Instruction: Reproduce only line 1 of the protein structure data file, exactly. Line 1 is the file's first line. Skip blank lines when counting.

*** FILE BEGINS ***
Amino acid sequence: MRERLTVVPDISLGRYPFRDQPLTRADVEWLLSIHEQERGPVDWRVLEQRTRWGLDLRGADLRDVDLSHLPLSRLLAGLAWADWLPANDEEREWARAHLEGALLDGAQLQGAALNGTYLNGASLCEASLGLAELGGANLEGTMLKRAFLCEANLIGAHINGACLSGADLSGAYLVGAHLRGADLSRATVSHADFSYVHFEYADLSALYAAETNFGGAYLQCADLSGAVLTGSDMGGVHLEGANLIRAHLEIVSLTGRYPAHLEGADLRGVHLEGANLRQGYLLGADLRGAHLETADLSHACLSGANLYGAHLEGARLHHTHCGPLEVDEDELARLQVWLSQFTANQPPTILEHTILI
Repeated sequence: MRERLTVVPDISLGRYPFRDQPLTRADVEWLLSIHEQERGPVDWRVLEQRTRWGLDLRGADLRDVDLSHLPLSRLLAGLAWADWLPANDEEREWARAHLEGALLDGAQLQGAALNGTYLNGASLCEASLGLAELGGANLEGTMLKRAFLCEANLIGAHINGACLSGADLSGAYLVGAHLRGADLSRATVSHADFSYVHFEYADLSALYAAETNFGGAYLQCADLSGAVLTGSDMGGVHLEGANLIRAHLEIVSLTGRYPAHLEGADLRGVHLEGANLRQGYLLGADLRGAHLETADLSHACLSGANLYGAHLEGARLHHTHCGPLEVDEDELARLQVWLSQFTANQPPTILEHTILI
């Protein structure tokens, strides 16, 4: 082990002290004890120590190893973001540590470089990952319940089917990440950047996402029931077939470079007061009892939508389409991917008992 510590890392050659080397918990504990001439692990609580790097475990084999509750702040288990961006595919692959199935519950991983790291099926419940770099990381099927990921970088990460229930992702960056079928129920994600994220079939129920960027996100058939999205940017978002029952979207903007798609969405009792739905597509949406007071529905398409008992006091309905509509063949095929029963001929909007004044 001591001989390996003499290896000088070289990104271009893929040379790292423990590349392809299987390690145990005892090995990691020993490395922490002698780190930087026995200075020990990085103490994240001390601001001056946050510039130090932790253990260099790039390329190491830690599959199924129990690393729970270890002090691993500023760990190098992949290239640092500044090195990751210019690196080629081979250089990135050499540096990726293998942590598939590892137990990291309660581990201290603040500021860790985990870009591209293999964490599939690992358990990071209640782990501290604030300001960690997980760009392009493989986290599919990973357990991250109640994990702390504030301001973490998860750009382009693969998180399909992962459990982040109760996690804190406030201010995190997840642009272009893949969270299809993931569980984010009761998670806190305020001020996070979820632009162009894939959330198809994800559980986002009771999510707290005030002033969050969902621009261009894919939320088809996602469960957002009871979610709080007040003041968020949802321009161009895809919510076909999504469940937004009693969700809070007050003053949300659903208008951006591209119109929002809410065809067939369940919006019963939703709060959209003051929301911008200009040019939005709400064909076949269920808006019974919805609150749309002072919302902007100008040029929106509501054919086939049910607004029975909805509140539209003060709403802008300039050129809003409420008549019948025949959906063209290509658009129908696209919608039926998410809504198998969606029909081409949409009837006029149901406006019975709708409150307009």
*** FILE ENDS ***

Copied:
Amino acid sequence: MRERLTVVPDISLGRYPFRDQPLTRADVEWLLSIHEQERGPVDWRVLEQRTRWGLDLRGADLRDVDLSHLPLSRLLAGLAWADWLPANDEEREWARAHLEGALLDGAQLQGAALNGTYLNGASLCEASLGLAELGGANLEGTMLKRAFLCEANLIGAHINGACLSGADLSGAYLVGAHLRGADLSRATVSHADFSYVHFEYADLSALYAAETNFGGAYLQCADLSGAVLTGSDMGGVHLEGANLIRAHLEIVSLTGRYPAHLEGADLRGVHLEGANLRQGYLLGADLRGAHLETADLSHACLSGANLYGAHLEGARLHHTHCGPLEVDEDELARLQVWLSQFTANQPPTILEHTILI